Garden report: Preserving summer sunshine

For me, one of summer’s real joys is being able to make ultra-fresh meals from whatever needs harvesting in our organic kitchen garden. I love a good tossed salad for lunch for instance, so in summer, I eat a bowl of whatever greens we have in abundance, topped by something juicy and something proteinaceous (usually slivered almonds or some other kind of nuts).

Gardensalad

Hence today’s lunch, in the photo above: tossed mixed greens from my lettuce and mesclun patch (summer lettuce blend and Napa mesclun blend, both from Renee’s Garden Seeds), dressed very simply with a sprinkle of salt, a small pour of orange-infused olive oil and a splash of cherry champagne vinegar (my own recipe). I’ve topped those fresh garden greens with tomatoes from the garden (the orange ones are persimmon, the others black krim, both heritage varieties grown from seed from Renee’s Garden Seeds), nasturtium flowers for a peppery bite (seed from ditto), and toasted organic almond slivers. That plus a broiled tortilla topped with organic aged cheddar cheese, and half a ripe Colorado peach, make a delicious and largely local lunch for me.

Even as I water (no rain here yet) and pick an abundance of produce from our summer garden, I’m aware that the first frost is likely only a month away. So I’m putting up the fruits (and vegetables) of our garden for winter, when we’ll want those tastes of summer’s sunshine.

I don’t have tons of time to spare, what with helping Richard live with brain cancer, writing, caring for my dad, and managing our household affairs. So when I say “putting up” or “preserving,” I mean freezing, because for me, that’s the easiest and quickest way to preserve summer’s bounty.

Chopped

The summer squash bed got away from me this week, so I put some squash in the freezer. We grow romanesco squash (from Renee’s Garden Seeds), a heritage variety related to zucchini but with the advantage of staying buttery and sweet even when they get large as porpoises… (That’s a romanesco above, with its lovely ribby length dwarfing the cutting board.) Here’s what I do to freeze them: 

Have a vegetable steamer set up and the water steaming, plus quart-sized ZipLoc bags and a freezer pen handy.

Chopping

Wash and chop each squash into bite-sized pieces. I slice off the end at an angle, and then just slice bite-sized wedges off the squash, turning it a quarter-turn after each wedge.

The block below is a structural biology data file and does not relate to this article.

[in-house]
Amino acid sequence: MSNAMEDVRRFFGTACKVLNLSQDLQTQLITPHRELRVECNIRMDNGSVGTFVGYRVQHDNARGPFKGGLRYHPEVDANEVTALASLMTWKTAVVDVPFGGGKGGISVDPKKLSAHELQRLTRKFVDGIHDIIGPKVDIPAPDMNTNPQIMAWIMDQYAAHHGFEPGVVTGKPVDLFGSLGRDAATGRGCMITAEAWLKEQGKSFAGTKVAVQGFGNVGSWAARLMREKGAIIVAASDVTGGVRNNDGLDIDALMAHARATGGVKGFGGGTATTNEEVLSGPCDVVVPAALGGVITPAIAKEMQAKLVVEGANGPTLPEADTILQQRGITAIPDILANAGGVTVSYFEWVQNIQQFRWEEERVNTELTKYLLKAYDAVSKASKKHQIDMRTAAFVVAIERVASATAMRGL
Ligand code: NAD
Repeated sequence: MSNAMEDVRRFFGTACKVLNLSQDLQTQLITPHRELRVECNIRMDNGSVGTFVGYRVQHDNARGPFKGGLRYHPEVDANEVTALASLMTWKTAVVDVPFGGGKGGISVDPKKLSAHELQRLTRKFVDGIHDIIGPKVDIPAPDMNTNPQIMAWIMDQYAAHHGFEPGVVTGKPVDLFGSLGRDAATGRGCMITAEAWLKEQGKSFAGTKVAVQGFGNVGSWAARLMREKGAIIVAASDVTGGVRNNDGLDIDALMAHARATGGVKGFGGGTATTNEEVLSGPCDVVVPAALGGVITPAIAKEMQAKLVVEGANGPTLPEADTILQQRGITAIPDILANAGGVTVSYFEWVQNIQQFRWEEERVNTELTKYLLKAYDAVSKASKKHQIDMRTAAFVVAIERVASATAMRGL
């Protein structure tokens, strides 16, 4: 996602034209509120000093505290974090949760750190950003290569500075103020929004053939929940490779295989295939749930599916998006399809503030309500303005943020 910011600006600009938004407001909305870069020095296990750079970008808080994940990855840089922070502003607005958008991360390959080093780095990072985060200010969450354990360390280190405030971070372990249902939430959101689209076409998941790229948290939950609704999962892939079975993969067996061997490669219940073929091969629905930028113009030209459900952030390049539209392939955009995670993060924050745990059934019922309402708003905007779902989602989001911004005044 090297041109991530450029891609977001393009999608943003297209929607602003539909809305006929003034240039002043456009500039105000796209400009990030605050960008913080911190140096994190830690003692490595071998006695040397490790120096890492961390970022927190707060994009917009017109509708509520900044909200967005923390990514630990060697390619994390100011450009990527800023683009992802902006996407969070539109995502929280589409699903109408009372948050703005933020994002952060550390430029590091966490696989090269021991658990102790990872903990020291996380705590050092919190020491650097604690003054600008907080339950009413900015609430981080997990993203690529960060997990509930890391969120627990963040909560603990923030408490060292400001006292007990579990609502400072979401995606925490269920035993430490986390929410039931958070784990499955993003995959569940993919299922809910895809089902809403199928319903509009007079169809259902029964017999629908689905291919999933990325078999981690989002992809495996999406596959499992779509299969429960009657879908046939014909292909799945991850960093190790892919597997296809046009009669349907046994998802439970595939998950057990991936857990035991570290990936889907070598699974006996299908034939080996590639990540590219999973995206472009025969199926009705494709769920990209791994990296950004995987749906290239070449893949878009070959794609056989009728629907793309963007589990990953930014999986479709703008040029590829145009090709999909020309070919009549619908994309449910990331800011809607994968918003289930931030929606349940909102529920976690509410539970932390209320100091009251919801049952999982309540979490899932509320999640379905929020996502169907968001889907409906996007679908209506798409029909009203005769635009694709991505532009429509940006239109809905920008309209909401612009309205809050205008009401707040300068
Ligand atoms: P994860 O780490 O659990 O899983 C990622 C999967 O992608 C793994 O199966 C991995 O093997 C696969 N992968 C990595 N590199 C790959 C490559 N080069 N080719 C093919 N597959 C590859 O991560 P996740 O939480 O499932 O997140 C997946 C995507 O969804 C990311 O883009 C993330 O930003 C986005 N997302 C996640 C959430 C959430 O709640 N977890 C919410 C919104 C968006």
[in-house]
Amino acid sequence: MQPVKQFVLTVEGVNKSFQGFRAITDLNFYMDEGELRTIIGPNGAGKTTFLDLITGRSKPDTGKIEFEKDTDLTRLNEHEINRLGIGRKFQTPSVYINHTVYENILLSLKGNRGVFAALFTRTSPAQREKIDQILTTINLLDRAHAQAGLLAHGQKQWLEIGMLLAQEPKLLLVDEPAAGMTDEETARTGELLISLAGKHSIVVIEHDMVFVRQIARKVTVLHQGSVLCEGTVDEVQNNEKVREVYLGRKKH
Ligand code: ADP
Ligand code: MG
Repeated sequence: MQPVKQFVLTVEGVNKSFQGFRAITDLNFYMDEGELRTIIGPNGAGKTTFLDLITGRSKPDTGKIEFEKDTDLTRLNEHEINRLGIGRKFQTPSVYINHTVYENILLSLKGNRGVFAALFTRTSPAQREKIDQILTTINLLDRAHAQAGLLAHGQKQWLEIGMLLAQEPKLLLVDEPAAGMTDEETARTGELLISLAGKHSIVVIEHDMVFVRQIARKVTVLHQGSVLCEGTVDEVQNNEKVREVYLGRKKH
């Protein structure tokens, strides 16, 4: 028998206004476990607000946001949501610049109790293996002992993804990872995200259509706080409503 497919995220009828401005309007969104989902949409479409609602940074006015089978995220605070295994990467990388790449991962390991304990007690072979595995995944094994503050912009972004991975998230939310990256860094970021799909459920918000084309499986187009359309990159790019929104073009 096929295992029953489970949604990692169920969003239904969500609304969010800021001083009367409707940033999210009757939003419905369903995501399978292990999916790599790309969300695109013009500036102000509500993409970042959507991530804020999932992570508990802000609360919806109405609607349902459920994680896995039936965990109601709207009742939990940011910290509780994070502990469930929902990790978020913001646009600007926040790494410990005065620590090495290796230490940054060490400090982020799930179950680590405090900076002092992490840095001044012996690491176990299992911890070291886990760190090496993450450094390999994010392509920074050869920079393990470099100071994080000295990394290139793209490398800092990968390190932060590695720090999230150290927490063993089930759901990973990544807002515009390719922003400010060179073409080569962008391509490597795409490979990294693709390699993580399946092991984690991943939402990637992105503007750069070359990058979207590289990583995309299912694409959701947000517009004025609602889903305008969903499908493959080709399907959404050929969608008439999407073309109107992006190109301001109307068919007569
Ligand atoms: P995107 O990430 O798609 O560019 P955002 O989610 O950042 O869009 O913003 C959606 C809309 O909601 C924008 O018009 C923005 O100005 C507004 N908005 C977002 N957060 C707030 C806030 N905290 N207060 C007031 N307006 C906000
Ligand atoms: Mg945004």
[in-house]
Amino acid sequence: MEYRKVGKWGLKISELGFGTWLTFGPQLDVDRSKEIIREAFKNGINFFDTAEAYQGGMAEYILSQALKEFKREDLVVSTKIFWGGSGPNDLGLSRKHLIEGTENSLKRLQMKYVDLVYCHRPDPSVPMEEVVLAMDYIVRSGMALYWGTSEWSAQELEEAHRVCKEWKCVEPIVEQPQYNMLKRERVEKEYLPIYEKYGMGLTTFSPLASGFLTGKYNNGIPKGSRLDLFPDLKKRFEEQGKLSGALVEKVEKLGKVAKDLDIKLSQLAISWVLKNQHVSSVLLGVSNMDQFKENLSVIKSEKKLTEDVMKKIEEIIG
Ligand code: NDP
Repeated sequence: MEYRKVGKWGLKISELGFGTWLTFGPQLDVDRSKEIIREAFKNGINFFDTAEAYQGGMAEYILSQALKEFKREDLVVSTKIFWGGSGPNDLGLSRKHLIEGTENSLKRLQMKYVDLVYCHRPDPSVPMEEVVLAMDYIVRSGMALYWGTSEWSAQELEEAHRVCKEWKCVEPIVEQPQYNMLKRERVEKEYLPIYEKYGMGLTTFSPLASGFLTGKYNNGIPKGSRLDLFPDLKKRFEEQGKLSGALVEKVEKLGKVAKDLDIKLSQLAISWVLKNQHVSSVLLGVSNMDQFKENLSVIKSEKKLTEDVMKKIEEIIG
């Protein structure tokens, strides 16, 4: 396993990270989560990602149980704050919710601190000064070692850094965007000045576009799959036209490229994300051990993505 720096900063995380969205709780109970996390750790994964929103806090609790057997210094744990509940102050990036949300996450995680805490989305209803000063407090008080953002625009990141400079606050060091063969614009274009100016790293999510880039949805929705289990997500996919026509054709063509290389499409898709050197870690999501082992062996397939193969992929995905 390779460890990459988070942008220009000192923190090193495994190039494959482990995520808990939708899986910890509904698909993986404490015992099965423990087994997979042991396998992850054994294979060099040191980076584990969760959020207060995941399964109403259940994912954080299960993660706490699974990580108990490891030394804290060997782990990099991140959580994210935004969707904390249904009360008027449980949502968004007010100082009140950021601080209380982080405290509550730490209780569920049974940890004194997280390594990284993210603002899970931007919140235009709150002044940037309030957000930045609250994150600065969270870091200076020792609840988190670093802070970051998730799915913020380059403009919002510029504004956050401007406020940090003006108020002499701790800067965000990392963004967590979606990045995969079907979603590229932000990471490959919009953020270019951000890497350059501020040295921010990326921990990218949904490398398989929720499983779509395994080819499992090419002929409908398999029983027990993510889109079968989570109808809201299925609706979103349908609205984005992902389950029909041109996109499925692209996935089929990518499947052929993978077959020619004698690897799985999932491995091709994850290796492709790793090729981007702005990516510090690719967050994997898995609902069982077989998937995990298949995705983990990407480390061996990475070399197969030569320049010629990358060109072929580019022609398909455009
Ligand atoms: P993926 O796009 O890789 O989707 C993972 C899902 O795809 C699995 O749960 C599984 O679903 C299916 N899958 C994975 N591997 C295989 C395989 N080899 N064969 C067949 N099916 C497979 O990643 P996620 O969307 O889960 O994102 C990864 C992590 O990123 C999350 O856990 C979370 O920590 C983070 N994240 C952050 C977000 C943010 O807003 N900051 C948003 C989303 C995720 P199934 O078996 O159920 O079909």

Steaming

Put the squash wedges into the steamer and steam 3 minutes (they’ll continue to cook for a bit in the bags, so you just really want to get them a bit more than blanched).

Label the Ziploc bags with a freezer (permanent) marker, fill generously half-full, let the contents cool, squeeze out the air, seal and put in the freezer. And there you have it–summer’s bounty preserved for winter, all in about half an hour’s time.

Bags

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On the brain cancer front: Richard’s had not the best brain week, but he’s doing okay. We’re agreed that while it may be perilous to go on our “honeymoon” road trip right now, this is the chance we have. So off we’ll go week after next, aiming to have a wonderful time. In the meantime, I’ve got to organize garden-waterers and house-minders, stop the newspaper, get the bills paid, meet several writing deadlines, and figure out how to fit our gear, including our tent and sleeping pad and bags and cooler, into the Subaru while leaving us enough space to be comfortable–in particular, the passenger-side front seat has to have enough room to recline all the way.

Richard’s task is to keep taking care of himself: meditating, doing yoga with me in the morning, getting in his 12 minutes on the Nordic Trak every day, eating, reading, and resting. Lots of the latter, so he can have energy for the former. It’s all a matter of balance–but that’s true of life under any circumstances.

I have always loved a good road trip, and I’m excited about this one, even though I recognize it could well be the last trip we take together. That makes it weightier in the emotional sense, but I’m doing my best to stay loose and flexible and take advantage of the moments that come. Until I look at the calendar that is, and realize how little time I have to prepare. Breathe, I remind myself, breathe.

And I do. And, surprisingly, it helps…

What’s cooking? Simple yogurt cheese (and good health)

Part of finding the “normal” in our lives in the midst of this journey with Richard’s brain cancer is resuming our simple, healthy diet, one of the tools we use to keep him healthy without resorting to prescription meds. After this latest surgery–his third craniotomy in 17 months–and six days in the hospital eating well… hospital food, we were both eager to get home to our own kitchen.